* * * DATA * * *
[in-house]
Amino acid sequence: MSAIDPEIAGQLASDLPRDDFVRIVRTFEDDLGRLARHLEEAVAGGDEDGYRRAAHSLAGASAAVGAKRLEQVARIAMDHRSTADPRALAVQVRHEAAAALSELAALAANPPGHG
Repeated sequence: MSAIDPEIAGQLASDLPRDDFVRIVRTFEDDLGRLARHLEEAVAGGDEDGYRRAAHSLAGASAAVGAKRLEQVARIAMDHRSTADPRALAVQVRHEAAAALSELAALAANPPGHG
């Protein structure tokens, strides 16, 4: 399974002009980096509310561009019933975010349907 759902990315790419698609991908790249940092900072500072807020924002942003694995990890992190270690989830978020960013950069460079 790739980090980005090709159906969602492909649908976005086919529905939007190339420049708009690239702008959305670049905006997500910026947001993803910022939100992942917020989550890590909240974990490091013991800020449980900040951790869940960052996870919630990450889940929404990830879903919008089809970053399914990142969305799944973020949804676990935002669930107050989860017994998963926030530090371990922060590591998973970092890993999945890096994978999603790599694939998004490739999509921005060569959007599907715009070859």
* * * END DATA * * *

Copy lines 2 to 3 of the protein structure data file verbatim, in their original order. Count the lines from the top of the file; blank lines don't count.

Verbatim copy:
Amino acid sequence: MSAIDPEIAGQLASDLPRDDFVRIVRTFEDDLGRLARHLEEAVAGGDEDGYRRAAHSLAGASAAVGAKRLEQVARIAMDHRSTADPRALAVQVRHEAAAALSELAALAANPPGHG
Repeated sequence: MSAIDPEIAGQLASDLPRDDFVRIVRTFEDDLGRLARHLEEAVAGGDEDGYRRAAHSLAGASAAVGAKRLEQVARIAMDHRSTADPRALAVQVRHEAAAALSELAALAANPPGHG